Due to COVID-19, this past year has placed a tremendous burden on families and parents. We have had to deal with lockdowns, separation from loved ones, school closures and online learning, and shouldering additional responsibilities. As we mark the International Day of Families on 15 May and the Global Day of Parents on 1 June, we feature the very personal stories and coping strategies of our UN Volunteers – as partners, parents, children and more. In this article, meet Gulfam and Samal.
Gulfam Mustafa, UN Volunteer Partnership and Resource Mobilization Officer serving with the UN Development Programme (UNDP) in Guinea Bissau
As an international UN Volunteer, I live in a country thousands of miles away from my home. I have my family and kids back in Pakistan. Following the news of increasing COVID-19 cases causes me fear, anxiety and mental stress.
I feel concerned when I think of the health and safety of my family and kids. I have two sons and a daughter, aged 11, seven and four years old. I have travelled once to see them. In addition to difficulties caused by the pandemic, travel takes 2-3 days to reach from Bissau to Pakistan, after taking three different flights.
The other challenge is to work remotely. Due to the pandemic, I cannot go to the office regularly, which is hard. Even if I go to the office, I have fewer opportunities to interact with my peers. While living away from my family and friends in a country with difficult living conditions, the pandemic has made it challenging to establish social networks and meet new people.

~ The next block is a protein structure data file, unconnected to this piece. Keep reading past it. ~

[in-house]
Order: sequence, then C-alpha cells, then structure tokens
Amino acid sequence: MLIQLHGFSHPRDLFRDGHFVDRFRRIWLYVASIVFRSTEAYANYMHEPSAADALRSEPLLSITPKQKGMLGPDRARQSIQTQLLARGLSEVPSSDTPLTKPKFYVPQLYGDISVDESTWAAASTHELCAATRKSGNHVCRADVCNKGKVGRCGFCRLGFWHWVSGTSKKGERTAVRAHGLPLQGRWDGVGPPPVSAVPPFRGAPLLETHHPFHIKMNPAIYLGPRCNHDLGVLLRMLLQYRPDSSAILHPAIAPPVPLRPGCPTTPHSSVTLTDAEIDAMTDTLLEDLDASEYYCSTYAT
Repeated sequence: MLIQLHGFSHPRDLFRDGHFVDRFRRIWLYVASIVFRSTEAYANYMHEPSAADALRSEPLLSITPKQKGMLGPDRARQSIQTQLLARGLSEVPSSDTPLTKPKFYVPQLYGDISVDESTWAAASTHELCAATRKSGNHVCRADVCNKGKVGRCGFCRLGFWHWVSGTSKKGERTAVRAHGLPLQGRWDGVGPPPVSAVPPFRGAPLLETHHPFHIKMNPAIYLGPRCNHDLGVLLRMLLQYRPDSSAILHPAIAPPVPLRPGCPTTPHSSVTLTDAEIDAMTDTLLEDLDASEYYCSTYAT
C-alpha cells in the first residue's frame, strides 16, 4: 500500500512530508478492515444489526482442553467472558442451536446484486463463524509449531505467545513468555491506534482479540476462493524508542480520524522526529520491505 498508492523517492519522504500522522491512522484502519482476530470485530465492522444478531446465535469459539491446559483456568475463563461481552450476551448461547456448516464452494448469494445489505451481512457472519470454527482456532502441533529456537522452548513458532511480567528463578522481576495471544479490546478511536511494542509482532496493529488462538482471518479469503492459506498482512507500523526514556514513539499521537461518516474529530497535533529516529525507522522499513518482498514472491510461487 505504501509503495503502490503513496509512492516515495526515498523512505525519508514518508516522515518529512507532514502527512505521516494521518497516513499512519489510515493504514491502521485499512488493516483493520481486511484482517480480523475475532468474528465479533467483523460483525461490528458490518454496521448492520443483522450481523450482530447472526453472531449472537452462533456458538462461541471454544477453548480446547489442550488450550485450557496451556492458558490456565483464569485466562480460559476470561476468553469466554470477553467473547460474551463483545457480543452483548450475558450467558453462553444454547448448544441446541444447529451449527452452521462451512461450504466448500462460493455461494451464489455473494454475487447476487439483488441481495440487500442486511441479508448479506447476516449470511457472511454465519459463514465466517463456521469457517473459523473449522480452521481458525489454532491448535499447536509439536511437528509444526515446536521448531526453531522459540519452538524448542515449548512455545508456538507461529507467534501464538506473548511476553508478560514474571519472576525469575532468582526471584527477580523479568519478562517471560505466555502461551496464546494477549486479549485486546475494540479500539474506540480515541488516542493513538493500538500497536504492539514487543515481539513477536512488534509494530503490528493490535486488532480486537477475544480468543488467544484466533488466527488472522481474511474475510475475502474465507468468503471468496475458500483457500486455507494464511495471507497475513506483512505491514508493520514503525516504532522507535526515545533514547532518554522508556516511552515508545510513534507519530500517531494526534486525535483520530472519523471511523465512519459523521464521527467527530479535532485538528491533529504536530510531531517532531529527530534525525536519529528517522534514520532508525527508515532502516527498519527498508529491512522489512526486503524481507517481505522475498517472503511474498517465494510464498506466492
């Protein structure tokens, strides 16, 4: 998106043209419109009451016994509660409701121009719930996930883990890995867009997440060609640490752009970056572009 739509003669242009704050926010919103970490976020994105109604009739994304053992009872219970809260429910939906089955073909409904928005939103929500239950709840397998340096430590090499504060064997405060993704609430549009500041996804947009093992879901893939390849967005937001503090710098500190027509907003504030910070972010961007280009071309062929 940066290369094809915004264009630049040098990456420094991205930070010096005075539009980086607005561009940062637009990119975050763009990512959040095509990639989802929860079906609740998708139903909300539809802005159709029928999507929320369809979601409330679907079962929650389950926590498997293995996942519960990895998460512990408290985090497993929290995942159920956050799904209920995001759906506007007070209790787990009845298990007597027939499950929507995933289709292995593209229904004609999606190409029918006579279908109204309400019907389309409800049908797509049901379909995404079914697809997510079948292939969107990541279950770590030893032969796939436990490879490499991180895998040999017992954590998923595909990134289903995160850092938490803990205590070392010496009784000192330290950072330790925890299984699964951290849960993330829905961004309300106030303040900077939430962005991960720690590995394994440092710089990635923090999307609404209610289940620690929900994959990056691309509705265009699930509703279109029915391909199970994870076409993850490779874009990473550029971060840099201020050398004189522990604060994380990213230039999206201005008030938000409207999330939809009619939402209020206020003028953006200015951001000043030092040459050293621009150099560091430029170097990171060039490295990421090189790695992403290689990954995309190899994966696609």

On the positive side, I think the Coronavirus has helped us find innovative ways to stay connected with our loved ones. We are experiencing a digital revolution in using online modes of communication, telecommuting, sharing and even signing documents digitally. I think this is also good for nature, as there will be less paper and less carbon emissions. We have also to take better care of our hygiene, which is no longer just a good habit, rather necessary for our survival.
For those who live with their families, the COVID-19 pandemic has given them opportunities to improve relationships within the family. Parents should stay at home, set aside the time to spend with their children, help them improve self-confidence, and build stronger family bonds.
Sometimes, kids drive us crazy, but we must stay positive. We should praise our children for their creative skills. It will help them learn positive behaviours and bring new ideas. Teach your children about hygiene, safe behaviours, social distancing during the pandemic and help them manage the stress.
Samal Bekmaganbetova, national UN Volunteer Technical Officer with the UN Office for Disaster Risk Reduction (UNDRR) in Kazakhstan
Over the past summer we lost many relatives to the Coronavirus, and general anxiety at some point led to a state of periodic uncontrollable panic. The fact that I was at home and next to my family helped me to realize that they are healthy, the children are safe and everything is fine.
To my great happiness, the beginning of isolation coincided with the second half of the pregnancy, when it became difficult for me to sit all day. So, working from home was a great solution for good productivity.
For one year and three months of telecommuting, I got the opportunity to spend time with my family and not worry about my little children. In May, my eldest will turn two and a half and the newborn will be one.
For me, the past year and the experience of working from home has been absolutely positive. This is also due to the great merit of my parents and relatives, who look after my children while I hide somewhere at home to work.
Samal and her family during Christmas celebrations. ©Samal Bekmaganbetova, personal archive